Cervere Leek Risotto with Sausage 
  • 3 leeks
  • 4 tablespoons unsalted butter, divided
  • 5 ounces sausage (pork and veal mix is ideal)
  • 1 cup uncooked carnaroli or arborio rice (I used Acquerello rice)
  • 1/2 cup dry white wine
  • 4 cups low sodium vegetable stock
  • 1 tsp fine grain sea salt
  • 1/4 cup grated parmigiano, plus more for serving
Rinse leeks and cut off the ends and the tough, green parts. Cut the stems lenghwise into 1/2-inch discs and set aside. Cut sausage in 1/2-inch chuncks and set aside. In a medium pot over low heat, bring stock to a boil, then lower the heat and keep it warm and ready to be used. In a large pan over medium fire, melt 2 tablespoons of butter, add leeks and cook for three-four minutes, stirring occasionally using a wood spoon, then add sausage and cook for two more minutes. Add rice and toast it for about three minutes stirring frequently to avoid sticking and burning, then add the wine and let evaporate. Rise the heat to medium high and start adding the stock gradually, 1/2 cup at a time, stirring frequently, adding more stock only when all the liquid has been absorbed. Check your rice for doneness after 10 minutes, it should be done between 10 and 13 minutes. The amount of stock depends on the type of rice you are using.  Remove from heat when your rice is al dente. If your risotto is too dense, add 1/4 cup stock and let it rest, covered, for two minutes. Past this time, uncover and proceed with the mantecatura: add the rest of the butter, cold and cut into cubes, and the parmigiano. Stirr energically, until completely melted. Adjust seasoning with more salt if needed. The final result should be runny and fluid (all’onda), not piled and sticky. If your risotto is too sticky, don’t be afraid to add more hot stock before serving. Top the plated risotto with some parmigiano to taste. Serves 2 to 4.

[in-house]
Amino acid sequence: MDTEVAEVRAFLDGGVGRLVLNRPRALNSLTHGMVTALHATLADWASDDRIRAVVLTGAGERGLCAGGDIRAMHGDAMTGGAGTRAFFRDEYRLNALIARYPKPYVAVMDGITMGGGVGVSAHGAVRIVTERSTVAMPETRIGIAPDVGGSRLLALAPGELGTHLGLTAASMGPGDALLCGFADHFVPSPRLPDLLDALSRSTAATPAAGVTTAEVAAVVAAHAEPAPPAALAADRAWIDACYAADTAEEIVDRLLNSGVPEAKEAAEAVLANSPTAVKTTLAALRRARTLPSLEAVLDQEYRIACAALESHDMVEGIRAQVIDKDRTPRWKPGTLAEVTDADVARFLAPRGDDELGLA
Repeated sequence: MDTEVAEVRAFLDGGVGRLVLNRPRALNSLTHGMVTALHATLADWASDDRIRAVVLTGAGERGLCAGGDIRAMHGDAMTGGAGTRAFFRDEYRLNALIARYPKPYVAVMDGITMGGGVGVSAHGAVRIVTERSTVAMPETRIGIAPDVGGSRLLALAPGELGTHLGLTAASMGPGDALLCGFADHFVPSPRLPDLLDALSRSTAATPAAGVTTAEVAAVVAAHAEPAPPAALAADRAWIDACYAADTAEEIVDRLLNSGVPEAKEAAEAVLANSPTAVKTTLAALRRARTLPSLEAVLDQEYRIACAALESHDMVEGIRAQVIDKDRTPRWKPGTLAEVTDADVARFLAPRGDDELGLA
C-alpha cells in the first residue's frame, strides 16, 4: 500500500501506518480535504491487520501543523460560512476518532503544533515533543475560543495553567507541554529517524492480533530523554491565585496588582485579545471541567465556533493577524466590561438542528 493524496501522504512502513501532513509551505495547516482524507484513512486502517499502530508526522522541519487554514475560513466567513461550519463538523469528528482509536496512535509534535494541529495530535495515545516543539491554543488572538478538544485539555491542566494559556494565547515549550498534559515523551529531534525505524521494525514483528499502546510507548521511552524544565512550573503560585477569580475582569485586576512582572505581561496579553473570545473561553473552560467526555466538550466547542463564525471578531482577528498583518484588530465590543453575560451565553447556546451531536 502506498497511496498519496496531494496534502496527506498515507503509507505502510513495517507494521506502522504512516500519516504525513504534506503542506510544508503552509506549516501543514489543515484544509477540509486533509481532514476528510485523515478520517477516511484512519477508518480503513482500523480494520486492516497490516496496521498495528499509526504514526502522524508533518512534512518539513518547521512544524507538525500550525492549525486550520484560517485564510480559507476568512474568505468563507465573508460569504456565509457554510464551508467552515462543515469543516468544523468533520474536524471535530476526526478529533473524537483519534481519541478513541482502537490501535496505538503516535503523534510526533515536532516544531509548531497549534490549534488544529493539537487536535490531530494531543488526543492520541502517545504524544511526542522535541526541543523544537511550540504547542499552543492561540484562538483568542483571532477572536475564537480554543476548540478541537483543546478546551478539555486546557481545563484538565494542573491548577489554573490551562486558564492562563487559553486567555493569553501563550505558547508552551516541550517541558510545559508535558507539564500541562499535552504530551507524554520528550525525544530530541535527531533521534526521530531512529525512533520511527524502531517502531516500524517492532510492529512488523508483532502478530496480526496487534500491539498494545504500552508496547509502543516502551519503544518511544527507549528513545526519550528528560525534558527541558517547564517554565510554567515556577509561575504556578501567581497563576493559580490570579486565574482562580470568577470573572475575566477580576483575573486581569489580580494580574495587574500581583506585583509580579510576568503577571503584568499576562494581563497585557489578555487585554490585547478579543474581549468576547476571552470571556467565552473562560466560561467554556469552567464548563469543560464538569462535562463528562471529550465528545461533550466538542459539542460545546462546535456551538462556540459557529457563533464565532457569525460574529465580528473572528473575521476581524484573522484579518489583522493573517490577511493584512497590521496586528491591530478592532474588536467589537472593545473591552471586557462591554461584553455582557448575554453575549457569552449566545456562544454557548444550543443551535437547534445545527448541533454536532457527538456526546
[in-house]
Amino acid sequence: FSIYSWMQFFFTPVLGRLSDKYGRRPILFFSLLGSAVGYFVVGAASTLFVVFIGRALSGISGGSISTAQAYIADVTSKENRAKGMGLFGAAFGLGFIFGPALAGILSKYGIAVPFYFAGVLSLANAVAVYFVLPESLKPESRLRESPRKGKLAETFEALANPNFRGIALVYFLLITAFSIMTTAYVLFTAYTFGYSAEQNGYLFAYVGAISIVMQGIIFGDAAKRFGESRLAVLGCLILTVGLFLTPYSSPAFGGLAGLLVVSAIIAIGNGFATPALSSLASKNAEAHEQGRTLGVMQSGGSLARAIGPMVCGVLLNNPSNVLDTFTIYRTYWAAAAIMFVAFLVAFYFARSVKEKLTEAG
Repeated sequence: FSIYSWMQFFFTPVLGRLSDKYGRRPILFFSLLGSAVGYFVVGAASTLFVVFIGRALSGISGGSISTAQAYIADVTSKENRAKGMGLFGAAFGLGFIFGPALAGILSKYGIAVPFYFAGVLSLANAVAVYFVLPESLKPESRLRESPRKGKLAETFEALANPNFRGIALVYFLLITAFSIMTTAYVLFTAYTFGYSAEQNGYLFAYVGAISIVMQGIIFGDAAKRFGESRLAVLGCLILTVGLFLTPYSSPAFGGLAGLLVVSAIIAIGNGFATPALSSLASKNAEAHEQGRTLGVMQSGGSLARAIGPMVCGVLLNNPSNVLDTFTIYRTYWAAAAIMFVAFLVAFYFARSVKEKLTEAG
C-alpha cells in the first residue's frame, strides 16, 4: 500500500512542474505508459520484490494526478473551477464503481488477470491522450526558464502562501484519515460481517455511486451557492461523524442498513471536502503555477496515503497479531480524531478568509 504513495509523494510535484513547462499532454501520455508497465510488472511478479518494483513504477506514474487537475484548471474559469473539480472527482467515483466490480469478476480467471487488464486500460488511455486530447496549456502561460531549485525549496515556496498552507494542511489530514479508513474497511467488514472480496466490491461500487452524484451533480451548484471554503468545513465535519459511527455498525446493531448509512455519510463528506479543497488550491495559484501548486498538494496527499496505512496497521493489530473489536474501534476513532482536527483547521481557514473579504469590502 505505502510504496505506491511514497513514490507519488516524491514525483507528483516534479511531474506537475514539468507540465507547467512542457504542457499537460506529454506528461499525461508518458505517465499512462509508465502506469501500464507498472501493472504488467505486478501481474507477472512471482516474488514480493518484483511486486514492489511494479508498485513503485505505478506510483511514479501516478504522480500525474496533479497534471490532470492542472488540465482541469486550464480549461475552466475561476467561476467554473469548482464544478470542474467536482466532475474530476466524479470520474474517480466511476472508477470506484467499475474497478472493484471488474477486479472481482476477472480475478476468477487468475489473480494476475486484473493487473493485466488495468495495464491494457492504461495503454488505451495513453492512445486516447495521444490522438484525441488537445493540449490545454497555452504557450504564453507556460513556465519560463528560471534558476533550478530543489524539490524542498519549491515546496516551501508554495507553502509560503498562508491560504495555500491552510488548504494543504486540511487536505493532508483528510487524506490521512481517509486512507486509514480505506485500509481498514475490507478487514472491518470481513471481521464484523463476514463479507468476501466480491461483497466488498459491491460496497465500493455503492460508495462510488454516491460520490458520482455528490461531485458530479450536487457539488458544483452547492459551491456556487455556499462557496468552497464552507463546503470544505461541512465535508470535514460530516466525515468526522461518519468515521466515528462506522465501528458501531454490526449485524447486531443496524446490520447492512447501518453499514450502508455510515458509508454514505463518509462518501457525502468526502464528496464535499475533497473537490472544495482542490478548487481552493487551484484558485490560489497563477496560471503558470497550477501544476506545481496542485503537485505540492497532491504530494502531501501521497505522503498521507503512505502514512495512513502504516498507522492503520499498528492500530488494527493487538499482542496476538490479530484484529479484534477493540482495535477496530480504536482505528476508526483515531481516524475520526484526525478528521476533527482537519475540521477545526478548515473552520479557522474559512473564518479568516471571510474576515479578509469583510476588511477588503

Trout Fillet with Saute Leeks and Olives
  • 2 trout fillets (better with skin on one side)
  • 1T olive oil
  • 1/2 cup white wine
  • 4 T lemon juice
  • 1 tsp kosher salt
  • 1/2 cup chopped parsley
  • 1/4 cup taggisca olives or other black olives, pitted
  • 2 medium leeks
  • 2T olive oil
  • 1/2 tsp fine grain sea salt
Additional side (optional): boiled baby potatoes with salt, black pepper and olive oil

Rinse leeks, cut off ends and slice stems into discs. Heat 1T olive oil in a skillet over medium heat, add leeks and saute for three minutes, until cooked but still firm. Season with salt. and set aside. In the meantime, heat 2 T olive oil in another large skillet over medium high heat, place trout fillet on the side of the skin and let cook for four minutes. Season with salt and add the wine and let it evaporate completely, then add lemon juice. Once all the liquid has gone, flip fillets flash down with a spatula and press lightly to flatten a bit. Let them brown for one more minute, turn off the heat and transfer to plates. Top with olives and freshly chopped parsley and serve with the saute leeks. Serves 2.